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Jia-Fwu Shyu, Hwai-Shi Wang, Yi-Ming Shyr, Shin-E Wang, Chia-Hsiang Chen, Joo-Shin Tan, Meng-Feng Lin, Po-Shiuan Hsieh, Huey-Kang Sytwu, and Tien-Hua Chen

Introduction Type 1 diabetes is a chronic disease which is characterized by absolute insulin deficiency ( Nerup et al . 1970 , Atkinson 2005 ). Since the discovery of insulin more than 80 years ago and with the advent of glucose monitoring

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J M Mellado-Gil and M Aguilar-Diosdado

Introduction Type 1 diabetes mellitus results from autoimmune T-cell-mediated destruction of insulin-producing pancreatic islet β-cells ( Castaño & Eisenbarth 1990 ). Although the mechanism of this destruction is not completely

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Elizabeth S Barrie, Mels Lodder, Paul H Weinreb, Jill Buss, Amer Rajab, Christopher Adin, Qing-Sheng Mi, and Gregg A Hadley

Introduction Type 1 diabetes is a T cell-mediated autoimmune disease caused by the destruction of insulin-producing β cells of the islets of Langerhans in the pancreas, resulting in a hyperglycemic state. Non-obese diabetic (NOD) mice (NOD

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Astrid Chamson-Reig, Edith J Arany, Kelly Summers, and David J Hill

Introduction Type 1 diabetes originates with the autoimmune-mediated destruction of pancreatic β-cells, and is characterized by a change in cytokine secretion from a helper T-cell (Th) 2 phenotype with relatively low levels of interferon γ (IFNγ

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Subhshri Sahu, David Tosh, and Anandwardhan A Hardikar

Mirbolooki M James Shapiro AM Lakey JR 2006 Stem cell sources for clinical islet transplantation in type 1 diabetes: embryonic and adult stem cells . Medical Hypotheses 67 909 – 913 . Nagaya M Katsuta H Kaneto H Bonner-Weir S Weir GC

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Jon G Mabley, Pal Pacher, Kanneganti G K Murthy, William Williams, Garry J Southan, Andrew L Salzman, and Csaba Szabo

– 6862 . Atkinson MA Leiter EH 1999 The NOD mouse model of type 1 diabetes: as good as it gets? Nature Medicine 5 601 – 604 . Bach J-F 1994 Insulin-dependent diabetes mellitus as an autoimmune disease . Endocrine Reviews 15 516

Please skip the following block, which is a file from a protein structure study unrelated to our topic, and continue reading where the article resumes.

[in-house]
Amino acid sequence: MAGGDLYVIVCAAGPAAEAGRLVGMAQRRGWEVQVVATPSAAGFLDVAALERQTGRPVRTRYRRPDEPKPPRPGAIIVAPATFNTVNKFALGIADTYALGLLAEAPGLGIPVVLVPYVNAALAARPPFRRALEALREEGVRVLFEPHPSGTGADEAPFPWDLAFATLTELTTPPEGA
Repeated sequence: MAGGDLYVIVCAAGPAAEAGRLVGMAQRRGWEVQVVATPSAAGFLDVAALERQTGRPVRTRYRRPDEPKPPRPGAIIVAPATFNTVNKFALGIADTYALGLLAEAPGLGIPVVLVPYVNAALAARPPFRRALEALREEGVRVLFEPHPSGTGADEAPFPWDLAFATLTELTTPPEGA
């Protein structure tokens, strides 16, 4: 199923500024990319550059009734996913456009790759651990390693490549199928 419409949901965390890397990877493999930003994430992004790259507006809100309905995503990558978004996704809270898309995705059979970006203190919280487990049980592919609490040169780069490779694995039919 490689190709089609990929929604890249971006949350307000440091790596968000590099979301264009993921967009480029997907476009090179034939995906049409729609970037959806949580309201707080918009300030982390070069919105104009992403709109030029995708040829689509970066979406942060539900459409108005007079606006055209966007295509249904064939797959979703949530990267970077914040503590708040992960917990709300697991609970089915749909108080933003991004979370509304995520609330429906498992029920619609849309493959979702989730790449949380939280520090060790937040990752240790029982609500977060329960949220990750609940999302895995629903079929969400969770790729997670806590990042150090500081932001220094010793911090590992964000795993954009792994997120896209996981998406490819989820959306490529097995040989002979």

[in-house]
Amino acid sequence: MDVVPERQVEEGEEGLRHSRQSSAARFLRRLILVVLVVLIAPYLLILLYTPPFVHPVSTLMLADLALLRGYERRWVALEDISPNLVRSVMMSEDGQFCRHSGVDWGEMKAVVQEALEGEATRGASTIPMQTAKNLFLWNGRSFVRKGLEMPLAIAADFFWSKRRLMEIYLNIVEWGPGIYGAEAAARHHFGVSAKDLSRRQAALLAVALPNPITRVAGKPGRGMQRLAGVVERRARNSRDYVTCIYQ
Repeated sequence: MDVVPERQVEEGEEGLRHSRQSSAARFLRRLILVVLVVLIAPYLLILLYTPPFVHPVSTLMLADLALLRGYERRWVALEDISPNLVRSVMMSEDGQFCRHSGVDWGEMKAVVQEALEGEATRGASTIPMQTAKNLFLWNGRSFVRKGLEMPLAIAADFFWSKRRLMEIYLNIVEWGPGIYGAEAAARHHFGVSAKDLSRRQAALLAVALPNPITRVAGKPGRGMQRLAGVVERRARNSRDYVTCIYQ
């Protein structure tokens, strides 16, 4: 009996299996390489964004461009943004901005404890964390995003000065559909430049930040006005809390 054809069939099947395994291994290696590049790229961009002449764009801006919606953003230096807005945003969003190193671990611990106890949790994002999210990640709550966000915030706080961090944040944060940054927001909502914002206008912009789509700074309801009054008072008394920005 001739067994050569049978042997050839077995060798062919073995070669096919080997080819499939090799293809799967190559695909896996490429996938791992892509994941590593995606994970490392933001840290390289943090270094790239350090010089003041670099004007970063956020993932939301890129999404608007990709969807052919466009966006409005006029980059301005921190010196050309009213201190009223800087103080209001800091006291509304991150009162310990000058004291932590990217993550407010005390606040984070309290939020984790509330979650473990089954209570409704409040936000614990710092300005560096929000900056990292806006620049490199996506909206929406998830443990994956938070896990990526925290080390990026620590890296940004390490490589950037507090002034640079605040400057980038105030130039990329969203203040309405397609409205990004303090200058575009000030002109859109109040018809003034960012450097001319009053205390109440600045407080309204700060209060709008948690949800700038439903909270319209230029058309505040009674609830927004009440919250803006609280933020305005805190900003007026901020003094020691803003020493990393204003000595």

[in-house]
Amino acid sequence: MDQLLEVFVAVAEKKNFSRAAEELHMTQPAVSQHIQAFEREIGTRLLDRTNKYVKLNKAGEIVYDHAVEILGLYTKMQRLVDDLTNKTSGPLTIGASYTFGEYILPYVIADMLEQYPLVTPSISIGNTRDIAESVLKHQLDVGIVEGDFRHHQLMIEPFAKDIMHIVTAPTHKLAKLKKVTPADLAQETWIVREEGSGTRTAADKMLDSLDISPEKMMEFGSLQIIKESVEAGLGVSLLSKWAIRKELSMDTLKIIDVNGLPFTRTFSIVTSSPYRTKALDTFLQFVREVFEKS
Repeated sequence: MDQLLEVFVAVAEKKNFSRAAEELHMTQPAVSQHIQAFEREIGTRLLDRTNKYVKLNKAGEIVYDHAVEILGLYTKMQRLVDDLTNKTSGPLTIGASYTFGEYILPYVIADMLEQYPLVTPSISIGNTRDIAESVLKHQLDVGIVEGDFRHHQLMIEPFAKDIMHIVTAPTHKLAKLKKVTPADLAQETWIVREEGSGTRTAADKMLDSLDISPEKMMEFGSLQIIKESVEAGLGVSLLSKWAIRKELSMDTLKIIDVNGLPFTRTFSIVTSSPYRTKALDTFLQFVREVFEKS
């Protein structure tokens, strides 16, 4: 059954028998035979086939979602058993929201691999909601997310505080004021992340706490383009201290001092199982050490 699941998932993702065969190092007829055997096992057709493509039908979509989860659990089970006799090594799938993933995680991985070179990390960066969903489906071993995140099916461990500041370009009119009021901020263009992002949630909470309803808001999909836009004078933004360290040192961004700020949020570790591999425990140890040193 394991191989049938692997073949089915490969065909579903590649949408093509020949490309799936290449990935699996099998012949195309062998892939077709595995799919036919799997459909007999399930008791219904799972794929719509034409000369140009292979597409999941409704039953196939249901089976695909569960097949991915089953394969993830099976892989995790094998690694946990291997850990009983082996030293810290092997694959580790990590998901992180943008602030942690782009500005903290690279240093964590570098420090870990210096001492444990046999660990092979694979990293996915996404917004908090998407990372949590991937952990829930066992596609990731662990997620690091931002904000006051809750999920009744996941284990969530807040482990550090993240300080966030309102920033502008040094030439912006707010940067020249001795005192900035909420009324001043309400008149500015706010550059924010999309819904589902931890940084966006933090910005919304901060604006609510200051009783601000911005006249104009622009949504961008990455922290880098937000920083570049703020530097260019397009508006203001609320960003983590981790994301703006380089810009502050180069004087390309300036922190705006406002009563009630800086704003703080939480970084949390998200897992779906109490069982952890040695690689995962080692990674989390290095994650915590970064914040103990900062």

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Martin Blixt, Bo Niklasson, and Stellan Sandler

( Robertson et al . 2003 ). During the disease progression in type 1 diabetes, the β-cell mass in the pancreatic islets is reduced by immune cell-mediated mechanisms ( Hitchcock et al . 1988 , Bach 1995 , Yoon & Jun 2005 , Knip & Siljander 2008 ). An

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Jung-Hoon Kang, Seo-Yoon Chang, Hyun-Jong Jang, Dong-Bin Kim, Gyeong Ryul Ryu, Seung Hyun Ko, In-Kyung Jeong, Yang-Hyeok Jo, and Myung-Jun Kim

Introduction The main feature of type 1 diabetes mellitus is an autoimmune insulitis, that is, the infiltration of inflammatory cells around the pancreatic islets ( Andre et al . 1996 ). The insulitis is primarily mediated by proinflammatory

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Guofeng Zhang, Hiroki Hirai, Tao Cai, Junnosuke Miura, Ping Yu, Hanxia Huang, Martin R Schiller, William D Swaim, Richard D Leapman, and Abner L Notkins

Introduction IA-2 is a major autoantigen in type 1 diabetes and autoantibodies to it are widely used to identify subjects at high risk of developing type 1 diabetes for entry into therapeutic intervention trials ( Lan et al . 1996

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Min Zhao, Stephanie A Amiel, Michael R Christie, Paolo Muiesan, Parthi Srinivasan, Wendy Littlejohn, Mohamed Rela, Matthew Arno, Nigel Heaton, and Guo Cai Huang

least in the short term, to restore β-cells in Type 1 diabetes by islet transplantation ( Shapiro et al . 2000 ) has renewed interest in attempts to find β-cell surrogates. There are far fewer organ donors than people with diabetes and, at least in its